3355 Las Vegas Blvd. (position A) to 3950 Las Vegas Blvd. (position D) is a 3 mile one way walk and so we can see THEHotel at Mandalay Bay (in position D) is marked in the wrong location. It should be south of the Luxor (position G) and adjacent to McCarran Airport. It could be happening intentionally or Google is accidentally marking this hotel property next to Caesars Palace. Imagine the disappointment of a first time tourist in Vegas booking a stay at Mandalay Bay based on this map and discovering it’s at the near absolute end of the strip. Also, the hotel expected in position D has had its place hijacked and/or sabotaged (more on that in post 2 of this series). We can see the 7 pack isn’t perfect, even for a highly visible search term like hotels.
Viewing the image above, we see that only three hotels use a local 702 area code phone number, while the other four use either a toll-free 800-number (Luxor and Harrah’s), a toll-free 877 number (Mandalay Bay), or a toll-free 888 number (Flamingo). One of the original Nevada area codes, established in October of 1947, was area code 702. Due to growth in the Las Vegas area, nearly all areas outside of the city rely on other area codes. There is disagreement in the local search community on the value of phone numbers, but it is my feeling that if you have a number that signals location, make use of it.
Five out of the seven hotels listed include ‘Las Vegas Boulevard South’ in their address. One location (Caesars Palace) uses the abbreviated 3570 Las Vegas Blvd S address, and the MGM Grand lists its address as 3799 Las Vegas Boulevard without identification of North or South.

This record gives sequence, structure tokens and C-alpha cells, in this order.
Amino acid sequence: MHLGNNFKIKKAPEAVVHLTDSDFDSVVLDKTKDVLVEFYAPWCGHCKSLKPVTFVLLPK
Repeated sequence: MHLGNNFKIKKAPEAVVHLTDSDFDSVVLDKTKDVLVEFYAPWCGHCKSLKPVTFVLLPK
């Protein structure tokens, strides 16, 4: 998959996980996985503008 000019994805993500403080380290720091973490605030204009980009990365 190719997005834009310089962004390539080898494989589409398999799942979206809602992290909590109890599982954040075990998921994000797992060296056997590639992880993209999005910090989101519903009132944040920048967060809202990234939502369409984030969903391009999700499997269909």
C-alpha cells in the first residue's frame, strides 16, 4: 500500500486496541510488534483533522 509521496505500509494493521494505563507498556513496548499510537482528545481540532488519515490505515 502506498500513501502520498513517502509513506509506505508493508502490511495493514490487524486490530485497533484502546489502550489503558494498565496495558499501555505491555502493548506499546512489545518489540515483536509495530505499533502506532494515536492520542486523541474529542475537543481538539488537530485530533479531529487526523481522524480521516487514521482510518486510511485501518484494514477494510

Remember, my location was set to Las Vegas, Nevada and my keyword searched was hotels. Four out of the seven locations (technically 3 of 7) use the keyword in their listing, but positions A, B and C (the top 3) do not. Think any of the bottom four could be positioned better relying on their brand name alone?
Some would argue that all of this granular attention to detail doesn’t really matter when it comes to getting listed in the 7 pack, I’m perfectly content with them thinking that way. If you don’t think the city centroid matters (more importantly in the mind of the consumer versus just Google) take a look at this.
The largest privately funded construction project in the history of the United States was the construction of CityCenter in Las Vegas. Construction costs totaled over $9 billion and the project was started by MGM Resorts International. Take a peek back at the map above to locate this area of recently constructed hotels. CityCenter is south of position D, north of position G, and east of the 15 interstate. It’s positioned nicely between the cluster of five hotels and the two wild cards.
It may interest those deeply into local search to know that Mandalay Bay, MGM Grand, and Luxor, are all owned by MGM Resorts International (along with hotels in the CityCenter). Caesars Palace, the Flamingo, and Harrah’s (positions B, C and E) are all owned by Caesars Entertainment Corporation.
Caesars Entertainment Corp. owns other hotels near the current city centroid and MGM Resorts International owns hotels near the current wildcards. It’s a virtual poker showdown on the streets of the Las Vegas strip, and Google is the house.
In part two (now posted) we will look at who’s not listed in the 7 pack (even though they share the same streetcorners as those that were) and identify a few of the likely reasons why. The centroid battle of Las Vegas has just begun.